A system for measuring fluid flow in a wellbore in an earth formation utilizing TOF sensing and remote detection NMR techniques is provided. The system includes a magnet that provides a magnetic field to polarize spins present in a portion of the formation. An NMR system includes a radiofrequency (RF) generator, an RF receiver, and an RF coil system to project an RF magnetic field into the formation. The system also includes switching electronics to rapidly switch the frequency of the RF generator, the RF receiver, and the RF coil system from a first state in which the NMR system provides an encoding signal to excite the polarized spins within the encoding shell to a second state in which the NMR system provides a detection shell, and provides a detection signal to allow detection of an NMR signal corresponding to spins migrating from the encoding shell to the detection shell. The system also includes circuitry to derive fluid flow rate based on the NMR signal and a series of transit times associated with the migration of spins from the encoding shell to the detection shell.

The foregoing has outlined the features and technical advantages of the present invention so that the detailed description of the invention that follows may be better understood. Additional features and advantages of the invention will be described hereinafter that form the subject of the claims of the invention.

BRIEF DESCRIPTION OF THE DRAWINGS

The foregoing and other features and aspects of the present invention will be best understood with reference to the following detailed description of specific embodiments of the invention when read in conjunction with the accompanying drawings, wherein:

FIG. 1 is a partial cross-sectional schematic view of an exemplary embodiment of the well-logging tool of the present invention; however, the locations of certain parts such as magnets, RF coils, and gradient coils are illustrative only and the invention is not limited to the locations shown.

FIG. 2 is a plan view of an exemplary embodiment of the present invention, depicting the encoding and detection shells.

FIG. 3 shows exemplary embodiments of the encoding and detection signals of the present invention; however, the locations of certain parts such as magnets, RF coils, and gradient coils are illustrative only and the invention is not limited to the locations shown.

FIG. 4 is a partial cross-sectional schematic view of another exemplary embodiment of the well-logging tool of the present invention.

FIG. 5 is a flow chart illustrating steps for determining fluid flow characteristics in accordance with the present invention.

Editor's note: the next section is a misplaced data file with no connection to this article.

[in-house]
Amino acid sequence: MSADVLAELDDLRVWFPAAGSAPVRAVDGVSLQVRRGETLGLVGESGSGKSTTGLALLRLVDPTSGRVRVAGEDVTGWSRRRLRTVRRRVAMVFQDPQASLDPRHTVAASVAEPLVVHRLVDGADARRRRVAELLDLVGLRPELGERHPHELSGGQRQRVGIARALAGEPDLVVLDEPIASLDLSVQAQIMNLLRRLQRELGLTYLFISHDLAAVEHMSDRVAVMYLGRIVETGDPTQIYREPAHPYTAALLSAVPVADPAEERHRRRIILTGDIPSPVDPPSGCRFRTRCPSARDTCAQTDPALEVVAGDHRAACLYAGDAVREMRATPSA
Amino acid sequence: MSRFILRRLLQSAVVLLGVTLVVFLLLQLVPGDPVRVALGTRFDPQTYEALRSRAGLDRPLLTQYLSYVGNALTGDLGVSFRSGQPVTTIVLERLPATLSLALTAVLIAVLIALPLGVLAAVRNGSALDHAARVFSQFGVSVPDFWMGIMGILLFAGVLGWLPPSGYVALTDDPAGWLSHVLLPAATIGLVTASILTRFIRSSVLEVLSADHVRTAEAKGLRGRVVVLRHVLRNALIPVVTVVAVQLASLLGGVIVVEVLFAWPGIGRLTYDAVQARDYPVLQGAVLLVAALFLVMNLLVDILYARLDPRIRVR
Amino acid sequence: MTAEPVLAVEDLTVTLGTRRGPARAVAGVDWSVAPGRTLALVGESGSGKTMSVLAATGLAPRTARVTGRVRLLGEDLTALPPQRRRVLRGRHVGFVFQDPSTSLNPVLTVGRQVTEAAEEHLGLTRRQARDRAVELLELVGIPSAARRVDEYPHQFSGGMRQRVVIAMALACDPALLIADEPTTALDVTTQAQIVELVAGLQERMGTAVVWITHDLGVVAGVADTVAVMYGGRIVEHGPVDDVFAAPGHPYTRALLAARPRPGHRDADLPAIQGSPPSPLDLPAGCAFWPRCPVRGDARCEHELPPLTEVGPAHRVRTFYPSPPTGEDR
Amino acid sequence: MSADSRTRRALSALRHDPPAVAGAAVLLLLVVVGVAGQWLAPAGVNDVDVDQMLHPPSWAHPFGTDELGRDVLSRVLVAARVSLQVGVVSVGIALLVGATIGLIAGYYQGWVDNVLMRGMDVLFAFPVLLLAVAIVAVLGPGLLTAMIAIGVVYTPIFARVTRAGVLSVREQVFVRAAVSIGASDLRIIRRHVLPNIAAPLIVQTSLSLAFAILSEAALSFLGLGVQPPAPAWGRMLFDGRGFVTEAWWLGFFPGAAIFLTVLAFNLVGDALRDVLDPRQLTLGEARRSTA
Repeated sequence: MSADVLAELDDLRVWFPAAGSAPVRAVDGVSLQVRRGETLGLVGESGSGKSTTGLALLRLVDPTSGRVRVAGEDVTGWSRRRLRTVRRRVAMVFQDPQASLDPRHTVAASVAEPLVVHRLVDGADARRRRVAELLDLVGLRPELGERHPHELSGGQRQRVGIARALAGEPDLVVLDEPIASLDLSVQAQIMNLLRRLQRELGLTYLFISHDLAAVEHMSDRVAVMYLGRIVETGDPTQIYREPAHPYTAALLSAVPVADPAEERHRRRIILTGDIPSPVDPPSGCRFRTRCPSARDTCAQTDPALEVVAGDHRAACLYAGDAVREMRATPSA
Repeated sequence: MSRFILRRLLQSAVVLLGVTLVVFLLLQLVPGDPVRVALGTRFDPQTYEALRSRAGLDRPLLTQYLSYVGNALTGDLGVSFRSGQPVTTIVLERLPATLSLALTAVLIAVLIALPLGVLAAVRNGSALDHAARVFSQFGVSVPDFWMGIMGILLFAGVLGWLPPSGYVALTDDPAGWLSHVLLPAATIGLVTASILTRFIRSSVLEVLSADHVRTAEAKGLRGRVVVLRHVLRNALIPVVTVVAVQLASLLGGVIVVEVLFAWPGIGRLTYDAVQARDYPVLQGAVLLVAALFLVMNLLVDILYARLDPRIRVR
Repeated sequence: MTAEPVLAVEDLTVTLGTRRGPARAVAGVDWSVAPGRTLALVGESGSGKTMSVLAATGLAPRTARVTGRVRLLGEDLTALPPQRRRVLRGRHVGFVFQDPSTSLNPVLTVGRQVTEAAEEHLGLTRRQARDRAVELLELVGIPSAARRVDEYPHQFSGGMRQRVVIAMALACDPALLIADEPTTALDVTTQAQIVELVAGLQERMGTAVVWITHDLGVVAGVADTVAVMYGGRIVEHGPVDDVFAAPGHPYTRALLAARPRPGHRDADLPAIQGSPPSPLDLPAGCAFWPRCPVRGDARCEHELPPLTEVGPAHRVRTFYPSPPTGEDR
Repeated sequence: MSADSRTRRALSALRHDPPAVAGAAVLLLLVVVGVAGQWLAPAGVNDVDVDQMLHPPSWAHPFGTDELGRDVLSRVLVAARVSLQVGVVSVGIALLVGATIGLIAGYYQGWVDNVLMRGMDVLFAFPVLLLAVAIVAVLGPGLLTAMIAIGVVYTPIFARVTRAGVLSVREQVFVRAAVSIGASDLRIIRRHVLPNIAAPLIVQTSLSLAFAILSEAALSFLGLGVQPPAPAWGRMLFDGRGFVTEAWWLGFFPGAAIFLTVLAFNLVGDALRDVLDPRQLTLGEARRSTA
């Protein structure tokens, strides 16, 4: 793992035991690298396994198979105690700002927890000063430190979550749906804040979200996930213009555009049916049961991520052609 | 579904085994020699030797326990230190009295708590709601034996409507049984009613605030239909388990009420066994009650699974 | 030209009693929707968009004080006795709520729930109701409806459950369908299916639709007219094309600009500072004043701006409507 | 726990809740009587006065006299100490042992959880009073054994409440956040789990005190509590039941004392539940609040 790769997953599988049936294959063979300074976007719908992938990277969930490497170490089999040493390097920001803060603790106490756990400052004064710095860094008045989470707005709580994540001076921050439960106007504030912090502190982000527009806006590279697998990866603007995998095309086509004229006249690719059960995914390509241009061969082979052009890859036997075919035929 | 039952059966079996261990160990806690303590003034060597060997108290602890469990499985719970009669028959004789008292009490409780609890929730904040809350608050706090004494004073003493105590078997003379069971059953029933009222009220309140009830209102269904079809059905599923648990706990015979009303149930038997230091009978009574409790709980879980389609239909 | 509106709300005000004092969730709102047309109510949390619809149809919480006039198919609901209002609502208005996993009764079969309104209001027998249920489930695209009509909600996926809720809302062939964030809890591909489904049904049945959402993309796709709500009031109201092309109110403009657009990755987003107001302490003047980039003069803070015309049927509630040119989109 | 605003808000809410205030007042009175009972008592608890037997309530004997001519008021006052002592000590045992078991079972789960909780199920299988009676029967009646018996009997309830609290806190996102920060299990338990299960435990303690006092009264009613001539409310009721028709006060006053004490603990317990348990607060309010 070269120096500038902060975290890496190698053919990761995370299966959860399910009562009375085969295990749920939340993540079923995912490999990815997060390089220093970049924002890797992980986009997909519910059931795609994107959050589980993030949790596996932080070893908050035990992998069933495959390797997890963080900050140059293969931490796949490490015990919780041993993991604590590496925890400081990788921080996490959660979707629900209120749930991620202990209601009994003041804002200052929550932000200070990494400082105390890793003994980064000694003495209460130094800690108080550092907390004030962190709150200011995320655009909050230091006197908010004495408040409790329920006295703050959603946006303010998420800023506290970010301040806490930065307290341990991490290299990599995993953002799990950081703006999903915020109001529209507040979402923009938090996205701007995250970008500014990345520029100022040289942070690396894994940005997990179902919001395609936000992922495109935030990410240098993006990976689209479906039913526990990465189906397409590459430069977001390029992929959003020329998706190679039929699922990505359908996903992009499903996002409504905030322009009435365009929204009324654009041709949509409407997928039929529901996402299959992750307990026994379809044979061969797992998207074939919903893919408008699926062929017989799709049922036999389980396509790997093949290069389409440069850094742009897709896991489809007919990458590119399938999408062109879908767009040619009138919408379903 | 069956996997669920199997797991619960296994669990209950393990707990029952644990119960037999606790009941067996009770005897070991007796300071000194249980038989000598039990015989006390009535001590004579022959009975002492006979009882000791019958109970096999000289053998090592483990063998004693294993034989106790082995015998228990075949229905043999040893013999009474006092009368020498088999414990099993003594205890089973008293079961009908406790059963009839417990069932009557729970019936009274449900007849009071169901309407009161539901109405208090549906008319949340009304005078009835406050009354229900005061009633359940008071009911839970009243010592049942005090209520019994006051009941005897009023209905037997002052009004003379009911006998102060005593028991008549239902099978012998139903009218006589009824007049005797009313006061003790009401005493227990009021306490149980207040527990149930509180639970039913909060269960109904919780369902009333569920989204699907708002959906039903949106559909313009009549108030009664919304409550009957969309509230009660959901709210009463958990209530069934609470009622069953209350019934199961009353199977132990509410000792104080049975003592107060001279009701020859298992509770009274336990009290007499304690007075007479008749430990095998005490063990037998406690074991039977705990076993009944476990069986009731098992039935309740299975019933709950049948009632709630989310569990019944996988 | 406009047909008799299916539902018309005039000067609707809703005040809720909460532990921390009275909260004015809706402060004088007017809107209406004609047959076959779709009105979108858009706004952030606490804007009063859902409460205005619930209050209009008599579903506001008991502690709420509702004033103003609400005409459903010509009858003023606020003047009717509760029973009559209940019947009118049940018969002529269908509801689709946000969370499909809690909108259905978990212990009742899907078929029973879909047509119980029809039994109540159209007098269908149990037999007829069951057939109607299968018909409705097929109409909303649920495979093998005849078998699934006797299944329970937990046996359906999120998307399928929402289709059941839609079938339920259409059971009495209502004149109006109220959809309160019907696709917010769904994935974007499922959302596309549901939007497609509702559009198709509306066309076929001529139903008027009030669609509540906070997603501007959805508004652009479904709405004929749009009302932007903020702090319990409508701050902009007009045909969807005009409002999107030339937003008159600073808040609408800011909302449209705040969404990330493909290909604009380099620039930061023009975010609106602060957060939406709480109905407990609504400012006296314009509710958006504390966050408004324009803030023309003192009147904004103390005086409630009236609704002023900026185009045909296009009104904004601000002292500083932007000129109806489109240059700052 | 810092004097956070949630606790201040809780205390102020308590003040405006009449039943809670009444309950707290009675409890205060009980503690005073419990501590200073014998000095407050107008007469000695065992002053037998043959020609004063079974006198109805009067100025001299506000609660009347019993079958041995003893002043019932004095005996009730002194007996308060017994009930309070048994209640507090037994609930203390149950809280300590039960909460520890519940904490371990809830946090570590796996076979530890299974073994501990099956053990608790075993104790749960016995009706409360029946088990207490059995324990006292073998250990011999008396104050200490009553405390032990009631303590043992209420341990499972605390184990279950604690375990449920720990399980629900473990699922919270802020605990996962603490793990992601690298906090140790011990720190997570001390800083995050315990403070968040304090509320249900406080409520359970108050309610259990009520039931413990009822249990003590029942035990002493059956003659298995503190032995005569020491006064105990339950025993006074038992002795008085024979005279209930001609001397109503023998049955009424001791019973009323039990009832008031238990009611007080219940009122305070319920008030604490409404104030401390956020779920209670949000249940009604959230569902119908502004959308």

DETAILED DESCRIPTION

Refer now to the drawings wherein depicted elements are not necessarily shown to scale and wherein like or similar elements are designated by the same reference numeral through the several views.

As used herein, the terms “up” and “down”; “upper” and “lower”; and other like terms indicating relative positions to a given point or element are utilized to more clearly describe some elements of the embodiments of the invention. Commonly, these terms relate to a reference point as the surface from which drilling operations are initiated as being the top point and the total depth of the well being the lowest point.

The present invention utilizes time-of-flight (TOF) flow detection NMR and remote detection NMR techniques to measure fluid flow in earth formations, including fluid flow caused by the pressure differential between the rock formation and wellbore resulting from UBD conditions, cross-flow between formation zones along the trajectory of the wellbore, from an open-hole completion operation, and other conditions causing fluid flow.

In conventional NMR applications, a sample volume is subjected to both the encoding and detection steps while the spins within the sample are in the same or very nearly same location. Typically, the encoding and detection steps use the same RF coil. In contrast, remote detection NMR spatially separates the two steps by employing two independent NMR subsystems to execute the encoding and detection separately. In conventional applications of remote detection, the encoding system applies RF and gradient pulses to a specific region of the sample, the encoding volume. Next, the materials containing the nuclear spins are transported to a second location in space, which is inside the detection subsystem. The detection subsystem will apply another series of pulses to measure the signal. The entire procedure may be repeated with different encoding parameters to systematically change the encoding effects and provide a more complete data set.